A veggie Valentine
Valentine poems serve many purposes. They can send loving messages or bring a smile or laugh. This veggie Valentine poem hopefully brings a smile and if you keep reading, there are five tips on fruits and veggies.
Valentine poems are often serious and loving. Others are silly and funny. Following is a Valentine poem that is on the silly and funny side.
“You may not “carrot” all for me the way I care for you.
You may “turnip” you nose when I plead with you.
But if your heart should “beet” with mine forever “lettuce” hope,
There is no reason in the world why we two “cantaloupe.”
Michigan State University Extension has five food safety tips to go with this veggie Valentine poem.
- Before eating or preparing fresh fruits and veggies rinse them under cool to luke-warm running water to remove any lingering soil. This reduces bacteria that may be present. If there is a firm surface, such as on apples or potatoes, the surface can be scrubbed with a brush. Don’t add bleach to the water. You should not sanitize your food; just make sure it is clean using plain water.
- You should not wash fruits and vegetables with detergent or soap. These products are not approved or labeled by the Food and Drug Administration (FDA) for use on foods. You could ingest residues from soap or detergent absorbed by the produce.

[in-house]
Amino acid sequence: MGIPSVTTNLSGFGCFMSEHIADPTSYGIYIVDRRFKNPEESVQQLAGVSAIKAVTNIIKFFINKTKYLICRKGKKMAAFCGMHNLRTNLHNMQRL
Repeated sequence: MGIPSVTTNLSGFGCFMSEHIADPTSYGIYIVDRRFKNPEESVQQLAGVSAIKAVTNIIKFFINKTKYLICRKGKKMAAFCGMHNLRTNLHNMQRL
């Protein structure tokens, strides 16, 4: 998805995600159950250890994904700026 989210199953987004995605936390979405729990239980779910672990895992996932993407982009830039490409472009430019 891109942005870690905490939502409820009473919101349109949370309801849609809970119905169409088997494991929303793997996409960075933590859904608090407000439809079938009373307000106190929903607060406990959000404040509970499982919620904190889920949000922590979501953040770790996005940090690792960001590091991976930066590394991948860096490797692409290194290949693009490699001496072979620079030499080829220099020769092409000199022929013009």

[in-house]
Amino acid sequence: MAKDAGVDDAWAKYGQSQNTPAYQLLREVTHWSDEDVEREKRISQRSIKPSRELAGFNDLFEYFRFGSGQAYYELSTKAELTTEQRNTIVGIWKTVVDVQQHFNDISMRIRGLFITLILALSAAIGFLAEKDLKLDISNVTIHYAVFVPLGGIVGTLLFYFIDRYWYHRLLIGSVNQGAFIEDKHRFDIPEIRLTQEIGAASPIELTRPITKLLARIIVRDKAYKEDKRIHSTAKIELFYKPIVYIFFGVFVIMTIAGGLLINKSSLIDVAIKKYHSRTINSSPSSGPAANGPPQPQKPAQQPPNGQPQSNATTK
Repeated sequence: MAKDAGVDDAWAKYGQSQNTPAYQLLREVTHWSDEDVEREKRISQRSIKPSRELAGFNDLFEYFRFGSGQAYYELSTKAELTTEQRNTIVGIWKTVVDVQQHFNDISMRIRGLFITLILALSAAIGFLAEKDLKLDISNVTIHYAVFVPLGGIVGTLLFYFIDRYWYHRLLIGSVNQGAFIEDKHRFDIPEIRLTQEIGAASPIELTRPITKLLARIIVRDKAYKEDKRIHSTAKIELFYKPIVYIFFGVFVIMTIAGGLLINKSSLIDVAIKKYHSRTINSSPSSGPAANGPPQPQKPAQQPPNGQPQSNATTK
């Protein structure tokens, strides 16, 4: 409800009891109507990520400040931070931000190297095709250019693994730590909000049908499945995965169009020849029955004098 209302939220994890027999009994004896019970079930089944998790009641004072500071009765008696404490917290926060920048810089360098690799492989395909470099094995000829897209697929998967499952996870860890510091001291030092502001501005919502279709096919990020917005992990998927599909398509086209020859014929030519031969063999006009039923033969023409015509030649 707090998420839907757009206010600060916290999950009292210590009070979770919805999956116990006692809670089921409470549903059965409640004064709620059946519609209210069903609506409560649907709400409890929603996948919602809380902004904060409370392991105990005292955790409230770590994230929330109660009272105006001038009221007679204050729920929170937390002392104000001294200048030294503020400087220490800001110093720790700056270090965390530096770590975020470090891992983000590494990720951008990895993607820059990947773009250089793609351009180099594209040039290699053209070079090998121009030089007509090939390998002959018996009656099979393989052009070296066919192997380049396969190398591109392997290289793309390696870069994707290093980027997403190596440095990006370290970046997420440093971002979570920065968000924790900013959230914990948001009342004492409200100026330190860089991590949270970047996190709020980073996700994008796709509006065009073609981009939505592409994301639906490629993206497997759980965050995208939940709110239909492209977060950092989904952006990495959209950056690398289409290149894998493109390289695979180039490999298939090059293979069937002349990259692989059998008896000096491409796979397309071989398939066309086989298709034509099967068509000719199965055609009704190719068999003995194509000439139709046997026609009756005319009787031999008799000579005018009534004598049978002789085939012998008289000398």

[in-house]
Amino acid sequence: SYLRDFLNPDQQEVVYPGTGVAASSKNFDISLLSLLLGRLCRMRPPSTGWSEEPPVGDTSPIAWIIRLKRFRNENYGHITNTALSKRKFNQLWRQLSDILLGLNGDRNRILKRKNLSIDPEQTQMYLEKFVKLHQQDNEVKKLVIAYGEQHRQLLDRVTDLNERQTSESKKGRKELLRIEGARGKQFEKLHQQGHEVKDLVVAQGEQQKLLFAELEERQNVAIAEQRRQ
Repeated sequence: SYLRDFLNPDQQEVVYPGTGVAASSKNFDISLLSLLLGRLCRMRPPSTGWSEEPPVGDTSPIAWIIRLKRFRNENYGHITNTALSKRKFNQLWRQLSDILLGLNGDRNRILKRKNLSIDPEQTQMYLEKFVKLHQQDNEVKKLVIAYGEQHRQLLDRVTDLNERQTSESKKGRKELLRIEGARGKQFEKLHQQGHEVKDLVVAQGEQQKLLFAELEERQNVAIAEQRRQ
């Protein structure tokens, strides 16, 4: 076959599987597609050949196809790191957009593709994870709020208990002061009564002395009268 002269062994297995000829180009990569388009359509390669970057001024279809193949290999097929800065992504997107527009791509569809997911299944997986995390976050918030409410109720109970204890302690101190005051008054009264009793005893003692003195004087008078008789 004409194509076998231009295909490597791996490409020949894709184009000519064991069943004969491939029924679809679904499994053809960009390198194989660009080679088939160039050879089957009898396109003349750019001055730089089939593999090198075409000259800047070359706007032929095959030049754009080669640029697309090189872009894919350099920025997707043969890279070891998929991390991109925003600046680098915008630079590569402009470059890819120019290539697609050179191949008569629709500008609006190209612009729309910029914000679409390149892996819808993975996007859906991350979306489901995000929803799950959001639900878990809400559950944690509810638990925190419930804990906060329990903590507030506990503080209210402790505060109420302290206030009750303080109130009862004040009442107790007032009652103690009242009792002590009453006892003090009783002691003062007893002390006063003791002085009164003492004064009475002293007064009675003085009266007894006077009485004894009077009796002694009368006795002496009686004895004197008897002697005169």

- Bacteria can thrive in damaged or bruised areas of fruits and veggies, so when cleaning them, cut away any damaged or bruised areas. Immediately refrigerate any fresh cut items such as salad or fruit for best quality and food safety.
- Using a clean cloth or paper towel to blot dry, fresh fruits and vegetables after rinsing is more important than you might realize. Research has found this drying step further reduces the level of harmful bacteria on the surface of fresh produce. Take a two step approach to cleaning your produce:
- Just before use, rinse only the fruits and veggies that you plan to eat.
- Dry fruits and veggies with a paper towel or clean cloth. When you are done drying the produce throw the paper towel away or if you used a clean cloth, put the cloth in the laundry.
- Rinse produce that has a rind, such as melons. It is possible for dirt and bacteria on the rind to contaminate the flesh inside. A knife or peeler passing through the rind can carry pathogens from the outside into the flesh of the produce. The rind also touches the edible part when cut produce is arranged or stacked for serving and garnish.
When preparing a meal on this special day or any day, keep food safety in mind. It doesn’t take much effort to do the food safety tips listed above, but the return is overwhelming – serving nutritious, tasty and safe food.